BMW has a treat planned for this year's Villa d'Este on Italy's Lake Como to celebrate the 70th anniversary year of the Munich firm winning the Mille Miglia – and it's not the 328 Mille Miglia Concept Coupé. Instead, the swoopy steel form of the 328 Kamm Coupé will grace the sun's rays after 40 years in obscurity and a rebuild in the works since the last millennium.
Once a representation of the finest in BMW's aero and construction ideas, the Kamm was owned by the German gent Ernst Loof, who founded Veritas (yes, that Veritas), but fell in shambles on the scrap pile in the fifties. BMW resurrected it and has been piecing the racer together for more than a decade, all for this moment. Follow the jump for a press release on the Kamm Coupé's return, and check it out in the gallery of high-res historical pics below.
As every year, BMW is showing a concept car out of competition at the Concorso d'Eleganza Villa d'Este. To mark its victory in the Mille Miglia 70 years ago, the Munich-based brand will bring its BMW 328 Mille Miglia Concept Coupé to Lake Como. But this will not be the only link between these two great automotive events at this year's Concorso. Indeed, BMW Classic has once again come up with something special, bringing a car back to life which had vanished off the radar nearly 60 years ago: the BMW 328 Kamm Coupé. This racing car represents a seamless blend of function and aesthetic allure and underlines how far the development of aerodynamics and lightweight construction had progressed at BMW by this time. "We are very proud to bring this milestone in motor racing history and vehicle aerodynamics back into the public spotlight," said Karl Baumer, Director of BMW Group Classic, ahead of the world premiere of the racing car on Lake Como. "Our tribute to the M1 at the Concorso two years ago showed how much inspiration the past can provide for the future. And the BMW 328 Kamm Coupé is an outstanding example of how far back the future at BMW stretches into the past."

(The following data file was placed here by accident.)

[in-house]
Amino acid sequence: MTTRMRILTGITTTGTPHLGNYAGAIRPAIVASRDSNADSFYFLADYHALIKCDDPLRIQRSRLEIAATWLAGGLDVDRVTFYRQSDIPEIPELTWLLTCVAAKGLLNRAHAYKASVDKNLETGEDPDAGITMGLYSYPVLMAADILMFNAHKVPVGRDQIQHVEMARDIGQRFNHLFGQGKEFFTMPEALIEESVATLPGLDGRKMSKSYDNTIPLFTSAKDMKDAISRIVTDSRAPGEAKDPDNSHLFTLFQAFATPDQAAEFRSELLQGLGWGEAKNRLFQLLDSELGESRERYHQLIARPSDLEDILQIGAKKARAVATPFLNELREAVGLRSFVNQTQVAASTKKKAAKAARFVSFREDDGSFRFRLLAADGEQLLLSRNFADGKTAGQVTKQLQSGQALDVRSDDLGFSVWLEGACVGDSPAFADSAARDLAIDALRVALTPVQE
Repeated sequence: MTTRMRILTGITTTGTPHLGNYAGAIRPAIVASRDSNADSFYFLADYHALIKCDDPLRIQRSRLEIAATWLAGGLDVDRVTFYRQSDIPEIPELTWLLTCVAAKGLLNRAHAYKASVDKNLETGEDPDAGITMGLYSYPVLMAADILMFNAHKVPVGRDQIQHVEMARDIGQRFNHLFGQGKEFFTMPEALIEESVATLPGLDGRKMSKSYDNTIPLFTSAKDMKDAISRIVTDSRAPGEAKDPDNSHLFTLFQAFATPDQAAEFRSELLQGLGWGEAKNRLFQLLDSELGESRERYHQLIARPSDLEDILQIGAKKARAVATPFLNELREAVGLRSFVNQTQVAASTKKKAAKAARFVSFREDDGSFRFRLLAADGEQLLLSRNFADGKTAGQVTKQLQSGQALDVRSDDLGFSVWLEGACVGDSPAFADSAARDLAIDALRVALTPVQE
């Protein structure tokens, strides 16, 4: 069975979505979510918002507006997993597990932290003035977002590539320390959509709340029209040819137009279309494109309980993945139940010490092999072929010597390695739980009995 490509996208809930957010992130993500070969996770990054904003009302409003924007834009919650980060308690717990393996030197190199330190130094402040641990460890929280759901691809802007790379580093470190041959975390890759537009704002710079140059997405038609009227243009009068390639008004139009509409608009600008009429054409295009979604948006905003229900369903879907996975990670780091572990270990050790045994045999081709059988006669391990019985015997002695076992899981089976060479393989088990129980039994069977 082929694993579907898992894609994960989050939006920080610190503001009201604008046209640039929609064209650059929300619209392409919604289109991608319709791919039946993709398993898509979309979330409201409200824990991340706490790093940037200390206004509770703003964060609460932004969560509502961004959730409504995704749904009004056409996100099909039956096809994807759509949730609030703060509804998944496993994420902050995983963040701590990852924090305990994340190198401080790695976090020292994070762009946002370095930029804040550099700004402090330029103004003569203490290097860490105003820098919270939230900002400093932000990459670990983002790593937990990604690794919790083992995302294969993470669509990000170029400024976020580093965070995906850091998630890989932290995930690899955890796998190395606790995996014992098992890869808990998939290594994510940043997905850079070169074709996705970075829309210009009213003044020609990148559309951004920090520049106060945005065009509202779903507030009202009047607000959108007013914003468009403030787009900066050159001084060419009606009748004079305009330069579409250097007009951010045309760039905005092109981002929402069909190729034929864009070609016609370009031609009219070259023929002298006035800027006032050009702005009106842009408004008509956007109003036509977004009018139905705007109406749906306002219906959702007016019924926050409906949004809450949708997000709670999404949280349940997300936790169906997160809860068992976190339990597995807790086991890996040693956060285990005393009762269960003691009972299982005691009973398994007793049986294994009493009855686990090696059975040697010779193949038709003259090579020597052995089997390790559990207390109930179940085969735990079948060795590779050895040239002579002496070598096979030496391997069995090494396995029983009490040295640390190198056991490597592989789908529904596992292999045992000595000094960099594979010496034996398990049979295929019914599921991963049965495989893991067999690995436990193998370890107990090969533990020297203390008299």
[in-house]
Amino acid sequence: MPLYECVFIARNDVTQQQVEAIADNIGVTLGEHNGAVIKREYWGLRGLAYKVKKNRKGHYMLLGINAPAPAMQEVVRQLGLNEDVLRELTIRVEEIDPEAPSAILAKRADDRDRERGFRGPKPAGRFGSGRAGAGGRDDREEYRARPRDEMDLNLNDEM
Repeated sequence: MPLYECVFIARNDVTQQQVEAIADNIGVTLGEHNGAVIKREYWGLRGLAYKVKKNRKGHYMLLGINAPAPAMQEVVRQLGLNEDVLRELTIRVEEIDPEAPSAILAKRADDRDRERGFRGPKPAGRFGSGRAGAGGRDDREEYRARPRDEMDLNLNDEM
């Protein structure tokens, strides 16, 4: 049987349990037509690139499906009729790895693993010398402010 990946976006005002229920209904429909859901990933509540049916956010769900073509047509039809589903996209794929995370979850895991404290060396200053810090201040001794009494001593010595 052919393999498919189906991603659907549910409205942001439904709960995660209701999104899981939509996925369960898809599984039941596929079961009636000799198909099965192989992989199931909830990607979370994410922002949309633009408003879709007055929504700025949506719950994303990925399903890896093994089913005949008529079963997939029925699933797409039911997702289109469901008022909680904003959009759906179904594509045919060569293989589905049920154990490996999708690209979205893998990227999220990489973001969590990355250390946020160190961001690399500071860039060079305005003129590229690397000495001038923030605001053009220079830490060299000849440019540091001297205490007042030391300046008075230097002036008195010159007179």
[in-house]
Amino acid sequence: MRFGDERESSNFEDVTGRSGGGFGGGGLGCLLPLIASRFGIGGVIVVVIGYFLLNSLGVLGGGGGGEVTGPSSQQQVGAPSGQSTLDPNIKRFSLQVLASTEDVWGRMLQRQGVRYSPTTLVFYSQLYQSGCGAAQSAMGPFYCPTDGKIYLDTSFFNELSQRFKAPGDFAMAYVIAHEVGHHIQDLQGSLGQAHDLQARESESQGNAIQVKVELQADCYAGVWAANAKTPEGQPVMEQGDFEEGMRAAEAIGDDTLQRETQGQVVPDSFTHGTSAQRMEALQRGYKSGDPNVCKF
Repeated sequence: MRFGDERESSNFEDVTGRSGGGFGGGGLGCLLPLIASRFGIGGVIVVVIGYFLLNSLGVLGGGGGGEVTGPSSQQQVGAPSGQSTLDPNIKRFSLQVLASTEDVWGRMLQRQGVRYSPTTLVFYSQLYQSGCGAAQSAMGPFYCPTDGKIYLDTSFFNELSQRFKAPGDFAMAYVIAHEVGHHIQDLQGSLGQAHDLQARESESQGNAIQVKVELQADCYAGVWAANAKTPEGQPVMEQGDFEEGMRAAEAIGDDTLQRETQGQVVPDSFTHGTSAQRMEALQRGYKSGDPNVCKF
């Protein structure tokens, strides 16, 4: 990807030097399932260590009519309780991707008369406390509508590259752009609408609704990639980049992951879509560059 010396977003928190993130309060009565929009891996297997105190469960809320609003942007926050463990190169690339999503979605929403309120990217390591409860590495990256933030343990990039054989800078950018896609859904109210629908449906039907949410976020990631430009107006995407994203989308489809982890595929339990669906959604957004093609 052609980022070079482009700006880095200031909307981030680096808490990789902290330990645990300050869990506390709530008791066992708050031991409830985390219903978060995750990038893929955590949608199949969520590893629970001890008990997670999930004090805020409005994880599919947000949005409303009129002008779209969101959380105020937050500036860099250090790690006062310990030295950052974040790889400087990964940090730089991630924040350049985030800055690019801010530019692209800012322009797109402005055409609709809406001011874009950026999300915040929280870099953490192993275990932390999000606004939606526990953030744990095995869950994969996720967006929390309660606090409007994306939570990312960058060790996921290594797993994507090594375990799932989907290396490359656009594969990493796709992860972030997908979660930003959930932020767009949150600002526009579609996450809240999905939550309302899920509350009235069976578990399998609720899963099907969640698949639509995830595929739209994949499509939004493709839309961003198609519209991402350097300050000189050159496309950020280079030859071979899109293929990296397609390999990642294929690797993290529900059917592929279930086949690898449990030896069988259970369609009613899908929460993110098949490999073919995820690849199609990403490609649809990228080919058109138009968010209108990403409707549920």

BMW was quick to appreciate the unique status of its Mille Miglia cars following the victory in 1940, and they were soon spirited out of Munich into the countryside to prevent them from being destroyed in the war. The evacuation was successful, with all five cars surviving the wartime years virtually unscathed. However, in the turmoil of the immediate post-war period, the collection of silver racers were split up and went their separate ways around the world. Only the Kamm Coupé remained in Germany, former BMW Director of Racing Ernst Loof having acquired the car for his personal use. By this time he had become a carmaker in his own right, supplying hot-heeled Veritas racing sports cars to customers in the emergent Germany of the post-war era. However, financial difficulties were never far away and a few years later he was forced to let the Kamm Coupé go. Sadly, this automotive gem was not destined to enjoy a long life under new ownership, and it was consigned to the scrapheap after an accident in the early 1950s.
Efforts to rebuild the car have been ongoing since the mid-1990s. Documents from the Group archive and private collectors, computer calculations carried out in the BMW development department, and the skilled hands of body experts and engine specialists have all been employed to prepare the 328 Kamm Coupé for its public unveiling at the Concorso d'Eleganza Villa d'Este. For Karl Baumer this has been an incredible project: "We've come up against some major technical challenges, had many discussions and racked up countless hours of research, but when you see the car for the first time you can sense the passion and professionalism invested by all those involved – both all those years ago and today."
As well as unveiling the 328 Kamm Coupé at the Concorso d'Eleganza Villa d'Este, BMW will also present a special exhibition of the brand's cars preparing to line up for the Mille Miglia ten days later.